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Romero, Oscar E; Fischer, Gerhard; Karstensen, Johannes; Cermeño, Pedro (2016): A 34-month sediment trap experiment at the Cape Verde Ocean Observatory (CVOO, December 2009 - October 2012). PANGAEA,, Supplement to: Romero, OE et al. (2016): Eddies as trigger for diatom productivity in the open-ocean Northeast Atlantic. Progress in Oceanography, 147, 38-48,

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Anticyclonic mesoscale eddies (ACME) have been proposed as a mechanism by which new nutrients are episodically delivered into the euphotic zone, thereby enhancing new production as well as shifting phytoplankton community structure. In this paper, we report on a 34-month sediment trap experiment at the Cape Verde Ocean Observatory (CVOO; ca. 18°N, 24°E; December 2009-October 2012), occasionally influenced by ACME passages. The typically oligotrophic, weakly seasonal particle flux pattern at the CVOO is strongly modified by the appearance of a highly productive and low oxygen ACME. Out of four recorded diatom flux maxima at CVOO, three were associated with the passage of ACMEs. The recorded diatom maxima events support the view that local ACME dynamics promotes upward nutrient supply into the euphotic zone leading to a rapid response of diatoms. This response is clearly reflected by the flux seasonality: between 40% and 60% of the total annual diatom flux at the CVOO site was intercepted in a relatively short time interval (<60 days). A highly diverse diatom community characterized the diatom fluxes throughout. Along with the ACME passages, small species of the genus Nitzschia, and Thalassionema nitzschioides var. parva dominated and delivered a major portion of the opal and organic carbon into deeper waters at site CVOO. Several pelagic, warm-water background species became dominant during intervals with low nutrient availability in the euphotic zone. Results of our interannual time-series suggest that ACMEs impact on total diatom production and the species-specific composition of the assemblage north of the Cave Verde Islands, and can strengthen the biological pump in open-ocean, oligotrophic subtropical regions of the world ocean. Our observations are useful for testing biogeochemical ocean models and will also help in improving the knowledge of processes and mechanisms behind interannual time-series of bulk components and microorganisms in pelagic and hemipelagic ocean areas.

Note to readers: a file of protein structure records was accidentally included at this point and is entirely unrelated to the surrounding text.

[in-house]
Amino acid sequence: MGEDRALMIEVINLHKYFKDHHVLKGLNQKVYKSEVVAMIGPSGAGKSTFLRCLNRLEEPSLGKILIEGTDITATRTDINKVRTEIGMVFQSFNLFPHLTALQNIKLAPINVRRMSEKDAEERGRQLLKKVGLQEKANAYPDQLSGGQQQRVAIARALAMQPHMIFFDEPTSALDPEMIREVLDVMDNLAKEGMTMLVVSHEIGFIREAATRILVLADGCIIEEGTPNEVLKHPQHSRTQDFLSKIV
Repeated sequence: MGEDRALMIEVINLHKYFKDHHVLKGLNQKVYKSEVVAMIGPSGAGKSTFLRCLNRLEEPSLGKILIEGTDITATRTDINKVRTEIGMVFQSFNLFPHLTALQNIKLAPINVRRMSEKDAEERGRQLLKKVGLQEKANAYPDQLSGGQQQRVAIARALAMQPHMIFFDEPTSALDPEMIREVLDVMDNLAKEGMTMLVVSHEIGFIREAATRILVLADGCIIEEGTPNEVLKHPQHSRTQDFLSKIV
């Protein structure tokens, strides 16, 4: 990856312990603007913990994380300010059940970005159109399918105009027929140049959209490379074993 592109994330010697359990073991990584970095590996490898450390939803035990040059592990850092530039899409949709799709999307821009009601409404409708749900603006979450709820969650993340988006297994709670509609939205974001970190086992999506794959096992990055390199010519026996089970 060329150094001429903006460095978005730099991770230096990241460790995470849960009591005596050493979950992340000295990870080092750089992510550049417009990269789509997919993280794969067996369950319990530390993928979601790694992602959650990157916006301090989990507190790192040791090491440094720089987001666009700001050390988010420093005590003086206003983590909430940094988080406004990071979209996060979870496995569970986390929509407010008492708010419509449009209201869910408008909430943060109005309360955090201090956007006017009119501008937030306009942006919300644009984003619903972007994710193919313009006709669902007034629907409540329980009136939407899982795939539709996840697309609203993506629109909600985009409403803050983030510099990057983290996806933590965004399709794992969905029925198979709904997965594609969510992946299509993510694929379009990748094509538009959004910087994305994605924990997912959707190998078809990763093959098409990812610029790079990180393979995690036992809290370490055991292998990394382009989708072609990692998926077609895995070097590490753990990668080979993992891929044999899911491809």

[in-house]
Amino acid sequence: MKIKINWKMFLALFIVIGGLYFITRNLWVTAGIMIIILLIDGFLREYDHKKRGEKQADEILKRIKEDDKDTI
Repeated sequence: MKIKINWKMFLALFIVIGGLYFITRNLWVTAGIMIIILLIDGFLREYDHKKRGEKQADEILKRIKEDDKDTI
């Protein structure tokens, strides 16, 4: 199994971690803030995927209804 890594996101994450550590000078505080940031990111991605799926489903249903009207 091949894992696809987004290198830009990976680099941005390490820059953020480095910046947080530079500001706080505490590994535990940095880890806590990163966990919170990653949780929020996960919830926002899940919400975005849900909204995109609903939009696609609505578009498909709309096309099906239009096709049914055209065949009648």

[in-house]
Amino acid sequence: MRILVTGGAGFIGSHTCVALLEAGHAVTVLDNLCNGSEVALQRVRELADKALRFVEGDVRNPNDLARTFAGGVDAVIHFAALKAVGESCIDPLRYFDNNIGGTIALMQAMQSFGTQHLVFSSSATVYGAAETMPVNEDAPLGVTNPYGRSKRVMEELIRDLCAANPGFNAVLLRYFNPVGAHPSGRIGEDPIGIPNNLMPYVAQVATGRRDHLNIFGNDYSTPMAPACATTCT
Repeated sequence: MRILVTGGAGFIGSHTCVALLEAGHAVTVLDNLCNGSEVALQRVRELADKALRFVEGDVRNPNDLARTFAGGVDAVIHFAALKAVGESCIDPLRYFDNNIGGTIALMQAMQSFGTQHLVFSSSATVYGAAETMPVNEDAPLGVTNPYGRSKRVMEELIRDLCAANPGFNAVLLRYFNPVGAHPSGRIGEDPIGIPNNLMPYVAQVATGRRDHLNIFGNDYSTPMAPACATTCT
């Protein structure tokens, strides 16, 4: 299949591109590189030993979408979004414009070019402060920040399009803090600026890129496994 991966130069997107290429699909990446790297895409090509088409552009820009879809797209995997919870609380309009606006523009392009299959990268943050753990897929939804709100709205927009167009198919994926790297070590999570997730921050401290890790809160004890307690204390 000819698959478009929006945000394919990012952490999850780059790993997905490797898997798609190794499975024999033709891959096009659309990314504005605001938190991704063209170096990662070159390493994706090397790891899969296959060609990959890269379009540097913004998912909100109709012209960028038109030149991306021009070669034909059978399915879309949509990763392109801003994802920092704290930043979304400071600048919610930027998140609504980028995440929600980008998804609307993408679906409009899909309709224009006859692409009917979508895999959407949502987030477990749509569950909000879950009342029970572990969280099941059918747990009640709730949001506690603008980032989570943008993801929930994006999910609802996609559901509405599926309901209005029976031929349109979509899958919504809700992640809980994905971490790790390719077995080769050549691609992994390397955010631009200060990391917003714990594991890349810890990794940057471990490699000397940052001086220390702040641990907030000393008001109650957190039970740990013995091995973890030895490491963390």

Latitude: 17.983330 * Longitude: -24.250000
Date/Time Start: 2009-12-01T00:00:00 * Date/Time End: 2012-09-08T00:00:00
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